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Lottery quickly edges toward Farragut
Rapid startup means ‘millions more dollars’ for education

Tennessee Lottery President and CEO Rebecca Paul announced Monday, Jan. 5, the first lottery tickets will go on sale Jan. 20 — a full three weeks earlier than originally anticipated.

In moving up the Lottery’s launch date from the original date of Feb. 10, Paul noted that additional ticket sales will generate “millions more dollars” in college scholarships for Tennessee students this year.

“All the pieces are in place for a successful early kickoff,” Paul told Lottery board members during a conference call Monday. “That’s good news for Tennessee students who will be attending college this fall on the first Lottery-funded scholarships.”

Paul lauded the efforts of dozens of Lottery employees who were integral in helping make the early startup a reality.

“I’m proud to say this is one of the fastest and most effective U.S. lottery startups in more than a decade,” Paul said. “That’s thanks in no small part to the exceptional team of professionals who are working hard to make the Tennessee Lottery a success for education.”

One critical element in the early startup, Paul said, has been the rapid development of a strong statewide retail network. Lottery employees have been working long hours for weeks to conduct criminal background checks, credit checks and tax checks on thousands of independent and corporate retailers across the state.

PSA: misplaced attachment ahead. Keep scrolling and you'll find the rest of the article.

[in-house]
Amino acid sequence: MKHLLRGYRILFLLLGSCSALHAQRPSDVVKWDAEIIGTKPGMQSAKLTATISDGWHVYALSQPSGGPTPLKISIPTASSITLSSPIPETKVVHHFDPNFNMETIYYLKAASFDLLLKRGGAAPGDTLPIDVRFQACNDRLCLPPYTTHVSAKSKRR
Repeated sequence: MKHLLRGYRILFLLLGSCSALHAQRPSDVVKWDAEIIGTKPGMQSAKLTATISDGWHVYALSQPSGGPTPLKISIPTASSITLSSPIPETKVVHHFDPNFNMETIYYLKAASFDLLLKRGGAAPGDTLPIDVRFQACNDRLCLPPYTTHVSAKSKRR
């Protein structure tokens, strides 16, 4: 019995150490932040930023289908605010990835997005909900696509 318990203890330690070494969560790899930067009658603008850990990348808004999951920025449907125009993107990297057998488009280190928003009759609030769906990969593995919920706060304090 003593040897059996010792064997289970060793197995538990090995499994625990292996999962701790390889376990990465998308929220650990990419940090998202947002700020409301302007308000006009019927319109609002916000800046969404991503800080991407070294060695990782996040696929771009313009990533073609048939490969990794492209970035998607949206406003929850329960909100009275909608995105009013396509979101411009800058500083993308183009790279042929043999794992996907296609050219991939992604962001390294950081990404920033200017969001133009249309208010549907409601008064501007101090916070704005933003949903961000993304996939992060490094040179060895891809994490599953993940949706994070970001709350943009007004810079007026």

By the time tickets go on sale, nearly 3,000 retailers – from Memphis to Bristol – will be installed with the computer terminals and satellite dishes necessary to conduct lottery games. Hundreds of retailers will be added in the weeks to come.

Local retailers in Farragut will include Pilot fuel centers, Weigel’s Farm Stores and Kroger grocery stores to name a few.

Mike Delaguaro of Weigel’s said that the company had applied for licenses for all of its locations including both locations in Farragut.

Scott Baker, director of store operations for Kroger, said from his Atlanta office, “We have applied for licenses at all of our locations. We are just waiting at this point to hear, but we don’t foresee any problems.

“We at Kroger look at selling lottery tickets as a customer service. The tickets will be available at our customer service counter so that those who don’t want to participate won’t have to wait for check out.”

Farragut Kroger manager Kevin Clark said, “We (Kroger) sell the tickets in Georgia” and he sees no reason why Kroger in Tennessee would be any different.

With equipment installation crews working around the clock, the gaming devices have made their way from downtown Knoxville to the Cedar Bluff area and beyond. Installation in Farragut locations is only days away.

Kym Gerlock, spokesperson for the Lottery, said, “Our regional office will be located in the Cedar Springs Shopping Center” on Kingston Pike. “Lottery participants will not only be able to buy tickets at that office, but will be able to cash in winning tickets up to $25,000 at that location. Any winnings above $25,000 and the winner will have to come to Nashville.”

Gerlock said the reception to selling lottery tickets has been very good.

“We have had mostly convenience stores apply,” she said, “but we have also approved licenses for hair salons and even a Good Will Store in the tri-cities area.”